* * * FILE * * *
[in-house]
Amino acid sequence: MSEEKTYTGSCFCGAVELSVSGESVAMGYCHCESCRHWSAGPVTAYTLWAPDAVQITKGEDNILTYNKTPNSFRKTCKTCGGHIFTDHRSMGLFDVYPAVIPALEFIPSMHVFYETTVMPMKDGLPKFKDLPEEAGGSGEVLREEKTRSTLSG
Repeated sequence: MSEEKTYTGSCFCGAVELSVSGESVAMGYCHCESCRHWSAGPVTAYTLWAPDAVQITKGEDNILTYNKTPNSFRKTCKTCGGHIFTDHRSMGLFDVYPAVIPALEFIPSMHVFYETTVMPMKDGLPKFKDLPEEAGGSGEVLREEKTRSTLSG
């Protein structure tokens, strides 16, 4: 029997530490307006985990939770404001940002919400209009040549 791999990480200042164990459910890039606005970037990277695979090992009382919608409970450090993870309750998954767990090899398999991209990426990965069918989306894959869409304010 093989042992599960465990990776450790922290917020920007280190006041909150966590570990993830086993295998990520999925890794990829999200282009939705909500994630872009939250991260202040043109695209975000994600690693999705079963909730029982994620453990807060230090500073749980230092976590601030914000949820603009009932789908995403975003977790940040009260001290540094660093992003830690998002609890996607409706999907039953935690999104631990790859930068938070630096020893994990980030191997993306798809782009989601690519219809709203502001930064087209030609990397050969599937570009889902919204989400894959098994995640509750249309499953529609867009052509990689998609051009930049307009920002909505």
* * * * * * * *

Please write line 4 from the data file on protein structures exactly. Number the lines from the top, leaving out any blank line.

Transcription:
């Protein structure tokens, strides 16, 4: 029997530490307006985990939770404001940002919400209009040549 791999990480200042164990459910890039606005970037990277695979090992009382919608409970450090993870309750998954767990090899398999991209990426990965069918989306894959869409304010 093989042992599960465990990776450790922290917020920007280190006041909150966590570990993830086993295998990520999925890794990829999200282009939705909500994630872009939250991260202040043109695209975000994600690693999705079963909730029982994620453990807060230090500073749980230092976590601030914000949820603009009932789908995403975003977790940040009260001290540094660093992003830690998002609890996607409706999907039953935690999104631990790859930068938070630096020893994990980030191997993306798809782009989601690519219809709203502001930064087209030609990397050969599937570009889902919204989400894959098994995640509750249309499953529609867009052509990689998609051009930049307009920002909505």